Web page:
- A credit card in the name of whoever is renting the truck (some companies also accept checks or debit cards, but often prefer credit cards).
Thoroughly inspect the moving truck’s interior and exterior
Examine the entire truck before you leave the rental facility. Make sure the tires, signals, and lights are in working order. Keep an eye out for scratches or dents that look minor, but could cost you big time. Double check for damage to the interior, and make note of any to the rep so you don’t get blamed for it. Most truck rental companies will note this in your rental paperwork before you sign, so make sure you examine the truck before handing over your John Hancock.
Get acclimated to driving the rental truck
Now that you’ve figured out the size truck you need, your paperwork is cleared, and you have the keys, it’s time to start driving.
The trip from the rental agency to go load up your stuff is like a test drive – your stuff isn’t yet loaded, so you can familiarize yourself with the easier-to-drive, empty vehicle. Take some time to adjust the driver’s seat and mirrors, and mentally prepare yourself for some safe, slow driving.
Even if you normally drive a pickup truck, remember that a moving truck is a different class of vehicle, and therefore, drives differently. The recommended spacing is about five vehicle-sized spaces between you and the car in front of you; at the very least, be sure to double the distance you would keep if you were in a normal car. This is especially helpful for turns, which will require a lot of extra space.
If you’re driving the rental truck in rain, icy conditions, or snow, you should stick to at least 10 mph below the speed limit. Give yourself time to brake, since a heavier cargo means the vehicle will take longer to slow down.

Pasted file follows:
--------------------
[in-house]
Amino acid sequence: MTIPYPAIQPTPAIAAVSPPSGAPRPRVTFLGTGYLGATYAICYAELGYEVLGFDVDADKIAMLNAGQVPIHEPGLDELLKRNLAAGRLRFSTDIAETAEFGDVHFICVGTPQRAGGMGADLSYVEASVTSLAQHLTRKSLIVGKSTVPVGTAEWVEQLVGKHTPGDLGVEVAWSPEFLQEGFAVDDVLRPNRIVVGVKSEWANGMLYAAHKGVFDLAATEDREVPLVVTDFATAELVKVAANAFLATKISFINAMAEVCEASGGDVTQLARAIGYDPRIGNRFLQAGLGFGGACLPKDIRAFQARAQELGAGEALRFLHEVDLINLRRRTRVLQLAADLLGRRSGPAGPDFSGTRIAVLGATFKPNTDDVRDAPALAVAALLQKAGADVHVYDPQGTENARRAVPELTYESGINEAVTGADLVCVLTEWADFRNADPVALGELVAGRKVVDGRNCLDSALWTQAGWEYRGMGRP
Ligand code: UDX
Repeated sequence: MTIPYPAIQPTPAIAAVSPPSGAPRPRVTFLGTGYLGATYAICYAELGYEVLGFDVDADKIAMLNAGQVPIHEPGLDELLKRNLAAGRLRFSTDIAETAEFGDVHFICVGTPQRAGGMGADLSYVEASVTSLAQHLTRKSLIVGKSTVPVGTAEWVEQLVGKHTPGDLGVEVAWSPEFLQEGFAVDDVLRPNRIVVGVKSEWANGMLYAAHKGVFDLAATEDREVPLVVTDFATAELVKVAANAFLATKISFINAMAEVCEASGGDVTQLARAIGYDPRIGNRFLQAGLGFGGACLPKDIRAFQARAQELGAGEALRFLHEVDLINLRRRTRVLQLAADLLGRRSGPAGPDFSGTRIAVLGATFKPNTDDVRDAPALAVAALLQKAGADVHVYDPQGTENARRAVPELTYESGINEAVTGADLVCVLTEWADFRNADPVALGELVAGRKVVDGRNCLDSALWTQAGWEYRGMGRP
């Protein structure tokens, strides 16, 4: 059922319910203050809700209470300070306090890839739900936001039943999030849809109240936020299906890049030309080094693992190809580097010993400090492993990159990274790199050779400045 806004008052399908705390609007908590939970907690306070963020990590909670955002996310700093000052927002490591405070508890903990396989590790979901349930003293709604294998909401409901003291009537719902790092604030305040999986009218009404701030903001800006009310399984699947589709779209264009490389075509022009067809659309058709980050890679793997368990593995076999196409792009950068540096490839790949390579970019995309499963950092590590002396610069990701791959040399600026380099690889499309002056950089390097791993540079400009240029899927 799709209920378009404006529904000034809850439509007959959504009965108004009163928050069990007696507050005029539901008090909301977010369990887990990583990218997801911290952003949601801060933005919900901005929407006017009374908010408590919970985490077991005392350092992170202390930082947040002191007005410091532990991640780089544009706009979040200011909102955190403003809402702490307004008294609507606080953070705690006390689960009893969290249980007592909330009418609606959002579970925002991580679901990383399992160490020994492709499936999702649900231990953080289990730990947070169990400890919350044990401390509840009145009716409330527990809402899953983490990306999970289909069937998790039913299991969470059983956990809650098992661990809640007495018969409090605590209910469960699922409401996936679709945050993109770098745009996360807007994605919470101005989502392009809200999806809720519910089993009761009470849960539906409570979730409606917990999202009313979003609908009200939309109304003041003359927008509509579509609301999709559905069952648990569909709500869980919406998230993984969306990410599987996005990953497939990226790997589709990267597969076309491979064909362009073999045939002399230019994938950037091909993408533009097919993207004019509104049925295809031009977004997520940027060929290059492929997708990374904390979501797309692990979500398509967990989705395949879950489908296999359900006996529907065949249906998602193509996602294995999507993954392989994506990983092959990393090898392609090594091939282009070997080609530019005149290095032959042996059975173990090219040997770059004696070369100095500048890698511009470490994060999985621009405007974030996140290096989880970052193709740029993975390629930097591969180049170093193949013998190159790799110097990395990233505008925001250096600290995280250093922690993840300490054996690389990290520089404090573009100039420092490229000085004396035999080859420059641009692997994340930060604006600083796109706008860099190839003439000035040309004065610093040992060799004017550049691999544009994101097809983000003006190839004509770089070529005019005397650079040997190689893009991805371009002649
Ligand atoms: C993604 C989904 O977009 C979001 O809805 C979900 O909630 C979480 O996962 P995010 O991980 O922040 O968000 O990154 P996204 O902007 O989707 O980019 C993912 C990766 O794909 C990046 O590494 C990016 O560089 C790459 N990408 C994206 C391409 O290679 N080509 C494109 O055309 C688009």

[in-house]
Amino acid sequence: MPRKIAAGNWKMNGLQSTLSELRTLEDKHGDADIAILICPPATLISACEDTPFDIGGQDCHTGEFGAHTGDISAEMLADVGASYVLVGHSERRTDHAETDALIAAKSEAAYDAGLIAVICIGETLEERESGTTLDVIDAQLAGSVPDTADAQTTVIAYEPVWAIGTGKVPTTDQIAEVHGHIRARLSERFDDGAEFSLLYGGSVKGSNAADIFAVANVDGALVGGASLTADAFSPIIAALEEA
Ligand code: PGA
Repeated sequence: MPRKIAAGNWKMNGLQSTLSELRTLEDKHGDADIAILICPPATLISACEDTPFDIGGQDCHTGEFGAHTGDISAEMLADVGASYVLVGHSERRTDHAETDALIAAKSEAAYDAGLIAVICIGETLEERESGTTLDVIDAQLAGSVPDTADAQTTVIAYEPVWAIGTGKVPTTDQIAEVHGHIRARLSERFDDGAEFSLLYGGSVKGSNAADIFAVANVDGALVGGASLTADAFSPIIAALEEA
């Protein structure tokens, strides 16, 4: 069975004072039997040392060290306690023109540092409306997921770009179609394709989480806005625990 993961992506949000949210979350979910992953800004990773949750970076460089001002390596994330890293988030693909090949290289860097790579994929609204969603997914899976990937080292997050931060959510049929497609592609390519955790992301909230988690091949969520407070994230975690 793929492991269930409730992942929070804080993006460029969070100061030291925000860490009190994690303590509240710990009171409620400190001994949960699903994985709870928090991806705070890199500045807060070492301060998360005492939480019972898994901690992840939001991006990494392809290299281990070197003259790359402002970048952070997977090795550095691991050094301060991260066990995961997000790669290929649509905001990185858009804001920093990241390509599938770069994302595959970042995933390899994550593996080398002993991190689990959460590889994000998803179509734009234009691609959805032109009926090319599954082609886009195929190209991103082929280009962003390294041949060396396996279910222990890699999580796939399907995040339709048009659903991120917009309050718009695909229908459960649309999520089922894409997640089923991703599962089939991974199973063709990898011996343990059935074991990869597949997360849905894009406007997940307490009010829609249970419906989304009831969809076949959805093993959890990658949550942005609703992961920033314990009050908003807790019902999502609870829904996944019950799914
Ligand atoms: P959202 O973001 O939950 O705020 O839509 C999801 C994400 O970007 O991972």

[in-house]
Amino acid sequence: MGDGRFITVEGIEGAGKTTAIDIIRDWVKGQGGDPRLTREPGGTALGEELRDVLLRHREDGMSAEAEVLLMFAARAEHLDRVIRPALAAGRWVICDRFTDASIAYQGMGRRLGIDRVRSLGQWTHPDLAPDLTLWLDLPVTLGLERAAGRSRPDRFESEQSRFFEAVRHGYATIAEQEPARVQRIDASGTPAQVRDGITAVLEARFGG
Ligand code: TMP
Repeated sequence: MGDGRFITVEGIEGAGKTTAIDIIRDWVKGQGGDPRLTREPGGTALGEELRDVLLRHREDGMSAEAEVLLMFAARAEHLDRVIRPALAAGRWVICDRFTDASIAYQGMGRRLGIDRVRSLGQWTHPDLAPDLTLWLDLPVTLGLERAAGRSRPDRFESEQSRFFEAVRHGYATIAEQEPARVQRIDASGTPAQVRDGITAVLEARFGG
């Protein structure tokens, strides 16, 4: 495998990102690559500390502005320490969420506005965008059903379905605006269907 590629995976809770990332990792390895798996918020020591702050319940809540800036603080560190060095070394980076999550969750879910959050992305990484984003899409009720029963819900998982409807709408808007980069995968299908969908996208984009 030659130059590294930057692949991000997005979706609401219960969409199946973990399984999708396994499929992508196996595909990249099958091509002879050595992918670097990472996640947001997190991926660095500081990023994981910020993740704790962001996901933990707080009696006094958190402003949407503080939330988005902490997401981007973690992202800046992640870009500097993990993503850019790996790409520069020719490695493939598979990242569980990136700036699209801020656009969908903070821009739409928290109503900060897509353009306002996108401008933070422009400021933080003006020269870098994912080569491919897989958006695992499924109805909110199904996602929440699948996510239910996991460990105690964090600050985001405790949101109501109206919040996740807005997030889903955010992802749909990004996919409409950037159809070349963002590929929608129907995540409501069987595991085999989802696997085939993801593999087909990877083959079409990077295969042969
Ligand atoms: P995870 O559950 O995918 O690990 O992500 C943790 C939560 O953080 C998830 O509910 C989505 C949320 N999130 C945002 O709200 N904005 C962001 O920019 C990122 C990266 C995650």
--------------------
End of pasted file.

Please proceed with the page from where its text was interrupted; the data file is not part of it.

And take a cue from professional truckers, who aren’t allowed to drive for longer than 11 hours at a time; take breaks on your own drive.
Pack the moving truck properly
Driving a moving truck is difficult enough without every single one of your prized possessions clinking into each other in the back, so make sure you pack the truck box properly.
Penske recommends starting with heavy objects like your refrigerator and washing machine. These should go in the very front (towards the cab) of the truck box. Then, load the less-heavy items, like desks and tables. Mattresses are next, and they should be placed on the left side of the box. Load sofas directly opposite, on the right side. Pile up any heavy boxes in the remaining center of the back. Then add all the smaller boxes behind and around the heavier items.
Keep valuables (e.g., money, jewelry) with you in the front. Take them with you when you make stops – this is the (second) easiest part of the truck to break into, and leaving them behind is a sure sign to thieves that you’ve got something valuable.
Feeling overwhelmed by all the items you have to load? Keep calm and call Dolly. Our Dolly Helpers will show up ready to expertly and efficiently load up your moving truck for you. And if you’re moving locally, we can also help you unload the truck at your new destination.
The truck is loaded, your hands-free is (hopefully!) plugged in, and you’re buckled up – now it’s time to hit the road. Take your inevitably slower speed limit into account when looking up directions and ETAs, and drive safe!
Feeling ambivalent towards the thought of driving an oversized vehicle loaded with all your belongings? We have the perfect alternative: Dolly. Our Dolly Helpers will bring a truck of their own, expertly pack and transport your items from Point A to Point B, and save you time, energy, and one heck of a headache. Book your Dolly today.
Dolly helps you move on your schedule and at an affordable price. Book now and see the difference: https://dolly.com.